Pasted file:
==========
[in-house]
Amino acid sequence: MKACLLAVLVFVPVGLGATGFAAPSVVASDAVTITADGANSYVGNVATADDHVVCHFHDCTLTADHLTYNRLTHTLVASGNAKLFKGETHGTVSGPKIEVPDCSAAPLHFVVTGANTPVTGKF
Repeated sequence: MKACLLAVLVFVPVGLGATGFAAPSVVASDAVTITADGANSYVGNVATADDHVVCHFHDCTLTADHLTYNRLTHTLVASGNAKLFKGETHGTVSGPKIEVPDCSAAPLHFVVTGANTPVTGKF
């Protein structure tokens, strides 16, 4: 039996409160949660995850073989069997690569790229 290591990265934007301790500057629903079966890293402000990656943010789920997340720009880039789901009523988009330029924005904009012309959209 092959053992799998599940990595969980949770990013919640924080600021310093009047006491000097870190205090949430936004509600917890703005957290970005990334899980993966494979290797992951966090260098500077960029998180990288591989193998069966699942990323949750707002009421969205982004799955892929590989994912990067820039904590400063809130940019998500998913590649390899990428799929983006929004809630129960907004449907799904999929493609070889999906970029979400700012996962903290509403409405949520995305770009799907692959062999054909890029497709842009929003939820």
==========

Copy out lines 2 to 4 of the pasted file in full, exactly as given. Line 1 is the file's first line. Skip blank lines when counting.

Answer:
Amino acid sequence: MKACLLAVLVFVPVGLGATGFAAPSVVASDAVTITADGANSYVGNVATADDHVVCHFHDCTLTADHLTYNRLTHTLVASGNAKLFKGETHGTVSGPKIEVPDCSAAPLHFVVTGANTPVTGKF
Repeated sequence: MKACLLAVLVFVPVGLGATGFAAPSVVASDAVTITADGANSYVGNVATADDHVVCHFHDCTLTADHLTYNRLTHTLVASGNAKLFKGETHGTVSGPKIEVPDCSAAPLHFVVTGANTPVTGKF
């Protein structure tokens, strides 16, 4: 039996409160949660995850073989069997690569790229 290591990265934007301790500057629903079966890293402000990656943010789920997340720009880039789901009523988009330029924005904009012309959209 092959053992799998599940990595969980949770990013919640924080600021310093009047006491000097870190205090949430936004509600917890703005957290970005990334899980993966494979290797992951966090260098500077960029998180990288591989193998069966699942990323949750707002009421969205982004799955892929590989994912990067820039904590400063809130940019998500998913590649390899990428799929983006929004809630129960907004449907799904999929493609070889999906970029979400700012996962903290509403409405949520995305770009799907692959062999054909890029497709842009929003939820």